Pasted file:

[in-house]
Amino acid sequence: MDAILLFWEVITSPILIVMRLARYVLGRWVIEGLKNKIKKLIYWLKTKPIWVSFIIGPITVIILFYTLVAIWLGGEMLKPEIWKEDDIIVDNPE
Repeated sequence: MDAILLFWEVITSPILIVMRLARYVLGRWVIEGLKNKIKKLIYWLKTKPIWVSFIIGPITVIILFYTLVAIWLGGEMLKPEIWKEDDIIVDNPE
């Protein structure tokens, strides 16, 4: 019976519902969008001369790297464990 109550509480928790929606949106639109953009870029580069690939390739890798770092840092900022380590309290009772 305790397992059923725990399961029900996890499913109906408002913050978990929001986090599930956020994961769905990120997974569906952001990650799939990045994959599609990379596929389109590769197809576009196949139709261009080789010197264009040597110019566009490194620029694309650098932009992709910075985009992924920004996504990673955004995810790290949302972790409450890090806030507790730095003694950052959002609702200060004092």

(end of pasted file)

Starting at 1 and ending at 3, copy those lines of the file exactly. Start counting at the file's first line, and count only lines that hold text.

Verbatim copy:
[in-house]
Amino acid sequence: MDAILLFWEVITSPILIVMRLARYVLGRWVIEGLKNKIKKLIYWLKTKPIWVSFIIGPITVIILFYTLVAIWLGGEMLKPEIWKEDDIIVDNPE
Repeated sequence: MDAILLFWEVITSPILIVMRLARYVLGRWVIEGLKNKIKKLIYWLKTKPIWVSFIIGPITVIILFYTLVAIWLGGEMLKPEIWKEDDIIVDNPE